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Statistical evaluation of the effects of irrigation on chemical quality of ground water and base flow in three river valleys in north-central Kansas

Water-Resources Investigations Report 85-4156

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Abstract

The chemical quality of groundwater and base flow in three alluvial valleys in Kansas has been changed as a result of 10 or more years of irrigation. Sulfate concentrations in groundwater in the Prairie Dog Creek valley statistically larger during 1981-82 than before irrigation began. Concentrations of calcium, bicarbonate, sulfate, and dissolved solids in groundwater in the Republican River valley and calcium, sodium plus potassium, sulfate, chloride, and dissolved solids in groundwater in the Smoky Hill River valley were significantly larger during 1981-82 than before irrigation began. No significant long-term changes in nitrate concentrations in groundwater were detected in any of the three valleys. Irrigation generally has not caused contamination of groundwater in the alluvium with organic pesticides for which National Primary drinking-water standards have been established. The pesticide 2, 4-D was detected, however, at concentrations of less than 2 micrograms per liter in water from several wells and surface-water sampling sites. (USGS)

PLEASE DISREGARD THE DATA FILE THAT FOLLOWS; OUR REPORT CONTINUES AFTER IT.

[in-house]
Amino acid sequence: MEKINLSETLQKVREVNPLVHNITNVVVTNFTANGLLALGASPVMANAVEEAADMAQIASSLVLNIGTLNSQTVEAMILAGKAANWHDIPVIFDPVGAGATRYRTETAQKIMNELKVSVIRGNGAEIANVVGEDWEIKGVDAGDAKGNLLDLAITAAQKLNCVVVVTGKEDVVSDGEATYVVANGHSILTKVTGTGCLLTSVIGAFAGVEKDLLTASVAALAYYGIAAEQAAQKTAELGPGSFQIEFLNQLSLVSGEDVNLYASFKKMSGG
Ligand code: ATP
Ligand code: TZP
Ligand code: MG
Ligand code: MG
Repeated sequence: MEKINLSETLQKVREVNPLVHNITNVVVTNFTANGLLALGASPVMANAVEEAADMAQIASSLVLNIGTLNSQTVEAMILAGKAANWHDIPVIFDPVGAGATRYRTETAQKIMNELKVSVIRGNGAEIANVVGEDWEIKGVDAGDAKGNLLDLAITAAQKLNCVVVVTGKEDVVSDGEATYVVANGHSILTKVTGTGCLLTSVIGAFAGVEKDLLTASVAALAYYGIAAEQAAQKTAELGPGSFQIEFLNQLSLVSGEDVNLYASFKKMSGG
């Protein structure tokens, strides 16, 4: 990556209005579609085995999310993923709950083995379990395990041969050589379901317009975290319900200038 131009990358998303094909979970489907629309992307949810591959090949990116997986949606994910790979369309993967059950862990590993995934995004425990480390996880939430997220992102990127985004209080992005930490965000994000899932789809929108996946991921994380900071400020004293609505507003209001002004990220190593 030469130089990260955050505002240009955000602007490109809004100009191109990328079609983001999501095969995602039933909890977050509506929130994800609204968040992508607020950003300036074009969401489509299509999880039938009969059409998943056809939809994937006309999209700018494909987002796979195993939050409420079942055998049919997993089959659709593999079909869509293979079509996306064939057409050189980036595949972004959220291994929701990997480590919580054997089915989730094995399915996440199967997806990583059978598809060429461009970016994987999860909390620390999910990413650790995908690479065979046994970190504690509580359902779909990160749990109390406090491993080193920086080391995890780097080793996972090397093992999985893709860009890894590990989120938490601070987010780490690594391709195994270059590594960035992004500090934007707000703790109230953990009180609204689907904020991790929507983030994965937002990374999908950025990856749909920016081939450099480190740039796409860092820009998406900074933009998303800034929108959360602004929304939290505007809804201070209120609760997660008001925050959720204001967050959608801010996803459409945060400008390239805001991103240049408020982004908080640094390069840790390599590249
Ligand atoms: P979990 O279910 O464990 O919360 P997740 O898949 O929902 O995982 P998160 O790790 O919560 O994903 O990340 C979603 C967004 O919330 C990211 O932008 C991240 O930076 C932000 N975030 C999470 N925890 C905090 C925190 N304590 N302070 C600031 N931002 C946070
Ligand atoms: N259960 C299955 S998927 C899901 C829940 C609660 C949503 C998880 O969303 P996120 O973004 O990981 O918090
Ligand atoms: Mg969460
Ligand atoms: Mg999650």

Additional Publication Details

Publication type:
Report
Publication Subtype:
USGS Numbered Series
Title:
Statistical evaluation of the effects of irrigation on chemical quality of ground water and base flow in three river valleys in north-central Kansas
Series title:
Water-Resources Investigations Report
Series number:
85-4156
Edition:
-
Year Published:
1985
Language:
ENGLISH
Publisher:
U.S. Geological Survey,
Description:
viii, 64 p. :maps ;28 cm.